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B.C. tanker crash challenges first responders

Emergency responders in British Columbia can’t understand why 40,000 litres of gasoline and 600 litres of diesel didn’t erupt into flames after a truck pulling two tankers went off the road, overturned and spilled a majority of its contents.

September 28, 2011
By Shannon Moneo

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Emergency responders in British Columbia can’t understand why 40,000 litres of gasoline and 600 litres of diesel didn’t erupt into flames after a truck pulling two tankers went off the road, overturned and spilled a majority of its contents.

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The gaping hole in the tanker that overturned on B.C.’s Malahat Drive, near a river stocked with salmon fry.
Photo courtesy Sooke Fire Rescue Service


 

What started around 1800hrs on April 16 on a stretch of the Trans-Canada Highway, just north of Victoria, B.C., known as the Malahat Drive, became a 22-hour roadblock when the driver of the fuel truck crashed his Columbia Fuels tanker. (The incident is under investigation. The driver was sent to Victoria General Hospital after the crash, where he was arrested for suspicion of impaired driving. The driver was also investigated for assaulting a police officer at the time of his arrest.)

“How it didn’t catch fire, no one can say,” says Kerry Zado, deputy fire chief with Langford Fire Rescue. Truckers who saw the incident told Zado that such fuel spills always ignite – just the spark from metal coming into contact with pavement will do the job.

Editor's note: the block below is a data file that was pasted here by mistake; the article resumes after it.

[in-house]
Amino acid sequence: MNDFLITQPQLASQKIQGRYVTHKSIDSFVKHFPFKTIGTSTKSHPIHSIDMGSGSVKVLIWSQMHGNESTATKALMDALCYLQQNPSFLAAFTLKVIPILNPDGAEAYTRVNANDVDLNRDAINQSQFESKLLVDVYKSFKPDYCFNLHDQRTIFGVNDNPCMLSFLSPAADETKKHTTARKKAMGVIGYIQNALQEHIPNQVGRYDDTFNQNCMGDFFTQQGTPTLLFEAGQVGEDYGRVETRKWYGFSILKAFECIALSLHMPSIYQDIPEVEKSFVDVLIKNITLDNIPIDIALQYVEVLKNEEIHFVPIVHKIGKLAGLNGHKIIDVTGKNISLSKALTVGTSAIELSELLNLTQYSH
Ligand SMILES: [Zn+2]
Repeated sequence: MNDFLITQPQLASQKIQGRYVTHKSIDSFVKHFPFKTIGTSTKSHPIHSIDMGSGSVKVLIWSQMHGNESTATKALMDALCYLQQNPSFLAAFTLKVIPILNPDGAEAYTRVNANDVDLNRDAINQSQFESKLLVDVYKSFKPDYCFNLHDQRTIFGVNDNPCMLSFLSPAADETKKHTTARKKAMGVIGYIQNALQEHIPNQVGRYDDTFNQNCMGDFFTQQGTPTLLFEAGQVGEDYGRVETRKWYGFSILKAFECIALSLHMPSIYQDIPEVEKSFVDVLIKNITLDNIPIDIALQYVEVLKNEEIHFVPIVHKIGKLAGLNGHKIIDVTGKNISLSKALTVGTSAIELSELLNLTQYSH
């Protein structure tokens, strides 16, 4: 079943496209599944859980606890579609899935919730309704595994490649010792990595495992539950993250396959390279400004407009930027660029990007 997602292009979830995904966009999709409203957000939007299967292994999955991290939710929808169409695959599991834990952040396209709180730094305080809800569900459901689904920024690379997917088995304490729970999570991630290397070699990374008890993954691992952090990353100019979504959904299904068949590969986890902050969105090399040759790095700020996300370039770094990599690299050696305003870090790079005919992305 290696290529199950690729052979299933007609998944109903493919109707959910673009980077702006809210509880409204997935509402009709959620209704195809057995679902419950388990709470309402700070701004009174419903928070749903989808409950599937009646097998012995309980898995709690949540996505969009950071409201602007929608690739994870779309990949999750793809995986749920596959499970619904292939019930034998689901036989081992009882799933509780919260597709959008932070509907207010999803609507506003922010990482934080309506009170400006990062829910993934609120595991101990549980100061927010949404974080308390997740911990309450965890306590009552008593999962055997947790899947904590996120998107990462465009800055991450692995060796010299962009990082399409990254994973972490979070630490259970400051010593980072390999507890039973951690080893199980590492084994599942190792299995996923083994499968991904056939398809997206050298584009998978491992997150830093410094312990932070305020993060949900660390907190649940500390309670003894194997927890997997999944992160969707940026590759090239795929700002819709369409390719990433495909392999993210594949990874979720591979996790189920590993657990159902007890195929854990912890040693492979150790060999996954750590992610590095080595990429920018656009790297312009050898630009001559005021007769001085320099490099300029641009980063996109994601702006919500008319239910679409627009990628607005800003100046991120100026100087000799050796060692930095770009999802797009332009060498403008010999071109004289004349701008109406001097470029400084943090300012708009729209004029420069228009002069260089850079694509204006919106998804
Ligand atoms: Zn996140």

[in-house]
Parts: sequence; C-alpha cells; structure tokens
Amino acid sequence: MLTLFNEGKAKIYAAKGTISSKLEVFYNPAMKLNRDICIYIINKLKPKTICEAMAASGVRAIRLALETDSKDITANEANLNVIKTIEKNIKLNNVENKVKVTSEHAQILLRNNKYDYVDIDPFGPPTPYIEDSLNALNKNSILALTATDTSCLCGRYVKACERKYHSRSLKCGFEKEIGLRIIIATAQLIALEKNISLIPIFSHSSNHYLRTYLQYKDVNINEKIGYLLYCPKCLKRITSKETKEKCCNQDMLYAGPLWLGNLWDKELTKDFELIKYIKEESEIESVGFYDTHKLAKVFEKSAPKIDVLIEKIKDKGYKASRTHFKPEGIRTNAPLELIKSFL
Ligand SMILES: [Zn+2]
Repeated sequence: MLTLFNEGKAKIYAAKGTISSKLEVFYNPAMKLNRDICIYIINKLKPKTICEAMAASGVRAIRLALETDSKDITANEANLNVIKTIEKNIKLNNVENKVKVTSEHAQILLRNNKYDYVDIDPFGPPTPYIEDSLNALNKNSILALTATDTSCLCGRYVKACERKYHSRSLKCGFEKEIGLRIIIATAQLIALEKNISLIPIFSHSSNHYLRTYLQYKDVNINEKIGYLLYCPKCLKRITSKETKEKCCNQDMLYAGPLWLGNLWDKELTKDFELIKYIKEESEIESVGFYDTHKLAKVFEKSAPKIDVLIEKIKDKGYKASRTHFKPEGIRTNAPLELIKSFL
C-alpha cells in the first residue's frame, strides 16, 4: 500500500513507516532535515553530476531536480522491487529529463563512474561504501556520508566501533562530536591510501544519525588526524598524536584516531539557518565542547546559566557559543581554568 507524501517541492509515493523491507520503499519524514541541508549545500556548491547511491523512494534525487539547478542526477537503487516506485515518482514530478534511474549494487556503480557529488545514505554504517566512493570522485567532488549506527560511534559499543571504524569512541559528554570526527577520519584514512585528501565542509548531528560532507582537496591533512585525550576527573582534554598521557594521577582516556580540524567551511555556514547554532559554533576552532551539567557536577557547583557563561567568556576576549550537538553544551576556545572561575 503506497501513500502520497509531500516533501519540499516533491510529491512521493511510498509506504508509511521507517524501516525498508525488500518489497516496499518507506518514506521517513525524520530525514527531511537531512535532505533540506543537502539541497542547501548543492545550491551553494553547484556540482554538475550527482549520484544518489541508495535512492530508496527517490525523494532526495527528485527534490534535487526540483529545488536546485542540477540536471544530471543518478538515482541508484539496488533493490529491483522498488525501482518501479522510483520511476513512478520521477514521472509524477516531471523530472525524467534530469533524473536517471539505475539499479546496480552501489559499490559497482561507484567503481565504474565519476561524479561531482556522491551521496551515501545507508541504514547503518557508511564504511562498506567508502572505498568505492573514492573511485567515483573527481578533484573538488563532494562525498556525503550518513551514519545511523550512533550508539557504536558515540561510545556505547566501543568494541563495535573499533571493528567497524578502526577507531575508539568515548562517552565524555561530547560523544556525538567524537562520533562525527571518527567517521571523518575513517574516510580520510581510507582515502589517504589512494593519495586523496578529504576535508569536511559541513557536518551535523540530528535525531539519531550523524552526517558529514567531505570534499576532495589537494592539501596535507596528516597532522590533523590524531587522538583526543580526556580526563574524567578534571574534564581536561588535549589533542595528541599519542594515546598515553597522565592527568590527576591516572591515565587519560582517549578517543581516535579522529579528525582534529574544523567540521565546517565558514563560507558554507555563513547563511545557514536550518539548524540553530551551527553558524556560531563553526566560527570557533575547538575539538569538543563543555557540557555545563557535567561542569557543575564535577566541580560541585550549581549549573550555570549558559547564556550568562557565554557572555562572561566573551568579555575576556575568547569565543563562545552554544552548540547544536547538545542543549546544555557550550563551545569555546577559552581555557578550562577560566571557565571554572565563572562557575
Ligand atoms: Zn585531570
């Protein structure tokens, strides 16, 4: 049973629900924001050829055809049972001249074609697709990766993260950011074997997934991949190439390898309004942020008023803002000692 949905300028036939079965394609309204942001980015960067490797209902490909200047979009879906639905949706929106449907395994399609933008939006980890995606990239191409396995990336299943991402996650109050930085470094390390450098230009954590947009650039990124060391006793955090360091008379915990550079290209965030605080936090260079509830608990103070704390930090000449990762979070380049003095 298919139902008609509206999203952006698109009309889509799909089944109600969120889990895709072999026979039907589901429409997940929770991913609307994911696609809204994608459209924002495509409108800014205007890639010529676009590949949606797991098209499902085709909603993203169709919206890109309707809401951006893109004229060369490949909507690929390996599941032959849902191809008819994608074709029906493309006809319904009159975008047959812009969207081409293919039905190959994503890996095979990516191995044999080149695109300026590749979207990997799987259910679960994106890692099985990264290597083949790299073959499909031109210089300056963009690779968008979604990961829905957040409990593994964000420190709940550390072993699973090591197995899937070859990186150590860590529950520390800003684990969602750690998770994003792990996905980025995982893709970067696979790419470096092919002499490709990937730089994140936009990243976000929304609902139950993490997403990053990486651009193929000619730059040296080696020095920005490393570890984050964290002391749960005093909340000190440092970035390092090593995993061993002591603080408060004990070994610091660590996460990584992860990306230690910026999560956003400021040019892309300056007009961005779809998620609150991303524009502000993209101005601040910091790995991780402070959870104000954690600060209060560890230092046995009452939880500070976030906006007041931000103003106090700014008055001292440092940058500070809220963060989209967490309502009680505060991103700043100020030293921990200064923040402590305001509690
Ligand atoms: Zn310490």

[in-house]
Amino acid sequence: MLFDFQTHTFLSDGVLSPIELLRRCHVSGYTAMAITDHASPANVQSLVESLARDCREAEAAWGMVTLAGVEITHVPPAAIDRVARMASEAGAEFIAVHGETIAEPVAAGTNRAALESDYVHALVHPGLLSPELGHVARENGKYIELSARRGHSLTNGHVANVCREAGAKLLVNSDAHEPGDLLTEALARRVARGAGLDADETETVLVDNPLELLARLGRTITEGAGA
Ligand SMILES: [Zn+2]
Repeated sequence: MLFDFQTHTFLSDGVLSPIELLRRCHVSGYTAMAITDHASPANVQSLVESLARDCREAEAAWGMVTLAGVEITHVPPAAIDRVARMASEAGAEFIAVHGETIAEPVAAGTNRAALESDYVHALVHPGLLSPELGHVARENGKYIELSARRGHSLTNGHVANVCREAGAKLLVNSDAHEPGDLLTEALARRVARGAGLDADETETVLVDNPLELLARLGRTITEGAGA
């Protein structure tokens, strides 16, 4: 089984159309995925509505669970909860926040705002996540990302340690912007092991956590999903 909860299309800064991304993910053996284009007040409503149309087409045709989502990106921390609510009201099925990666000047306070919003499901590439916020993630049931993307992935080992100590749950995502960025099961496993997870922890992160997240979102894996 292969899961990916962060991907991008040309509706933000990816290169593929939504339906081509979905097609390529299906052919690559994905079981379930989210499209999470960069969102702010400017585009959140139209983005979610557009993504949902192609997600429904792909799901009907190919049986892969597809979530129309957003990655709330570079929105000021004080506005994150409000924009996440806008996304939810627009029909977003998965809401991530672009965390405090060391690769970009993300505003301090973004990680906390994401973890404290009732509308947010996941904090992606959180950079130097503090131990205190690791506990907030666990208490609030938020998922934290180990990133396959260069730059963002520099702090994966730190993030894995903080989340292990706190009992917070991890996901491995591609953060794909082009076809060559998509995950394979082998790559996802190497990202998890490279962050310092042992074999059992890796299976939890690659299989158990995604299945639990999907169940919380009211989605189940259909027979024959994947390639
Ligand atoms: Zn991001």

“It was a 10 for its potential to be a cataclysmic event,” recalls Zado, who has been with the 60-member Langford department for 22 years, the last two years as deputy chief.

The crash occurred in Langford’s jurisdiction, and the department was on scene 10 minutes after a public 911 call came in. It quickly became evident that Langford would need to make use of its mutual-aid agreements. Colwood, another Victoria suburb that borders Langford, was called, as was Sooke, which doesn’t border Langford but is part of the Greater Victoria area.

Not only was Langford dealing with a fuel spill, but also it was obvious an environmental calamity was unfolding thanks to the location of the incident, which bordered a provincial park and the salmon-bearing Goldstream River.

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Responding crews from Langford, Colwood and Sooke used foam and sand to prevent further damage. Photo courtesy Sooke Fire Rescue Service


 

Unfortunately, the truck’s fuel had quickly emptied into a ditch with a nearby culvert that went directly into the Goldstream River. The fuel expeditiously made its way into the river. Some of the fuel was also absorbed into the ground and fractured bedrock, and concerns remain about where the fuel will end up.

It took less than a minute for much of the gasoline to empty from the truck’s rear trailer, due to the big gash from the impact, says Fire Chief Steve Sorensen from Sooke Fire Rescue Service. And while the front trailer remained intact, diesel was slowly escaping from one of its compartments.